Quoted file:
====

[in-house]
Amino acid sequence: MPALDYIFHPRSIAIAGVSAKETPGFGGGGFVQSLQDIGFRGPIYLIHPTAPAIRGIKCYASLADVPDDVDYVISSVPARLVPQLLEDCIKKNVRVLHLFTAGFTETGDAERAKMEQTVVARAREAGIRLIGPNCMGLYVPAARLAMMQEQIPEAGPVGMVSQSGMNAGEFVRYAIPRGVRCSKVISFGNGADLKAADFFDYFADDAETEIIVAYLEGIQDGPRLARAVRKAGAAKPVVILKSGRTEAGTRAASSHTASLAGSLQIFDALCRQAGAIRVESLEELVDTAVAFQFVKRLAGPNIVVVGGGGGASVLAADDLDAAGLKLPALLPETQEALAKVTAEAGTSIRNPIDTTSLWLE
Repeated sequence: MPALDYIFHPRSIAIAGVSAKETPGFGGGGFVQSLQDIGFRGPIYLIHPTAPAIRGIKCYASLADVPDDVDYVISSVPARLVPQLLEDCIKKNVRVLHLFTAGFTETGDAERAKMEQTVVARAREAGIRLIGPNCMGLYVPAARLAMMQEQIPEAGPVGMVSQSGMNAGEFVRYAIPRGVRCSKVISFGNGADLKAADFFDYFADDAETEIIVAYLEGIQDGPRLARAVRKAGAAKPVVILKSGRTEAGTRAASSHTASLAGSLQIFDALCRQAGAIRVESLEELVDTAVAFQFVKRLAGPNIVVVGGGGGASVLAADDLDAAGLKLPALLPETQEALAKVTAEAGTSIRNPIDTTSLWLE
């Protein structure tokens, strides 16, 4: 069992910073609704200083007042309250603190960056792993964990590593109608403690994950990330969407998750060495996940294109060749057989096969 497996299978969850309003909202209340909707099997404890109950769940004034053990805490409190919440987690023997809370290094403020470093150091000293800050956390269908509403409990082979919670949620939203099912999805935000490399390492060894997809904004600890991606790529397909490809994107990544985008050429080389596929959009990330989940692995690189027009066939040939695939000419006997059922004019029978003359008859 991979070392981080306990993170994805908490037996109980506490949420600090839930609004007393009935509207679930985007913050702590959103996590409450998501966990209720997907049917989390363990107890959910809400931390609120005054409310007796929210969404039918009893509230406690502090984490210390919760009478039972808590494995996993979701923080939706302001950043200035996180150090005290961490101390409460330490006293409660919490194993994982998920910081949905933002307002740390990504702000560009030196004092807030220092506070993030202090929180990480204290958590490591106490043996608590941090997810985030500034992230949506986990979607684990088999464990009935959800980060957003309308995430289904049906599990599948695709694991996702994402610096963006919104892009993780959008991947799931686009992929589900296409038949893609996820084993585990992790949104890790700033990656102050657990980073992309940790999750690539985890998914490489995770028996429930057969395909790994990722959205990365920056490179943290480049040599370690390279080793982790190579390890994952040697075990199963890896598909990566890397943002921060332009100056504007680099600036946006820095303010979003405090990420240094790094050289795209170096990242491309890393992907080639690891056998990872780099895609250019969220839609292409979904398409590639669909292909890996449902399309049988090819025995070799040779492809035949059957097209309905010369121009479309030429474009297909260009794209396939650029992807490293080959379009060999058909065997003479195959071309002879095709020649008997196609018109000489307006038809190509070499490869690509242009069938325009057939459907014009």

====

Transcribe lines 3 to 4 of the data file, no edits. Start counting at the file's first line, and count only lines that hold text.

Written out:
Repeated sequence: MPALDYIFHPRSIAIAGVSAKETPGFGGGGFVQSLQDIGFRGPIYLIHPTAPAIRGIKCYASLADVPDDVDYVISSVPARLVPQLLEDCIKKNVRVLHLFTAGFTETGDAERAKMEQTVVARAREAGIRLIGPNCMGLYVPAARLAMMQEQIPEAGPVGMVSQSGMNAGEFVRYAIPRGVRCSKVISFGNGADLKAADFFDYFADDAETEIIVAYLEGIQDGPRLARAVRKAGAAKPVVILKSGRTEAGTRAASSHTASLAGSLQIFDALCRQAGAIRVESLEELVDTAVAFQFVKRLAGPNIVVVGGGGGASVLAADDLDAAGLKLPALLPETQEALAKVTAEAGTSIRNPIDTTSLWLE
């Protein structure tokens, strides 16, 4: 069992910073609704200083007042309250603190960056792993964990590593109608403690994950990330969407998750060495996940294109060749057989096969 497996299978969850309003909202209340909707099997404890109950769940004034053990805490409190919440987690023997809370290094403020470093150091000293800050956390269908509403409990082979919670949620939203099912999805935000490399390492060894997809904004600890991606790529397909490809994107990544985008050429080389596929959009990330989940692995690189027009066939040939695939000419006997059922004019029978003359008859 991979070392981080306990993170994805908490037996109980506490949420600090839930609004007393009935509207679930985007913050702590959103996590409450998501966990209720997907049917989390363990107890959910809400931390609120005054409310007796929210969404039918009893509230406690502090984490210390919760009478039972808590494995996993979701923080939706302001950043200035996180150090005290961490101390409460330490006293409660919490194993994982998920910081949905933002307002740390990504702000560009030196004092807030220092506070993030202090929180990480204290958590490591106490043996608590941090997810985030500034992230949506986990979607684990088999464990009935959800980060957003309308995430289904049906599990599948695709694991996702994402610096963006919104892009993780959008991947799931686009992929589900296409038949893609996820084993585990992790949104890790700033990656102050657990980073992309940790999750690539985890998914490489995770028996429930057969395909790994990722959205990365920056490179943290480049040599370690390279080793982790190579390890994952040697075990199963890896598909990566890397943002921060332009100056504007680099600036946006820095303010979003405090990420240094790094050289795209170096990242491309890393992907080639690891056998990872780099895609250019969220839609292409979904398409590639669909292909890996449902399309049988090819025995070799040779492809035949059957097209309905010369121009479309030429474009297909260009794209396939650029992807490293080959379009060999058909065997003479195959071309002879095709020649008997196609018109000489307006038809190509070499490869690509242009069938325009057939459907014009």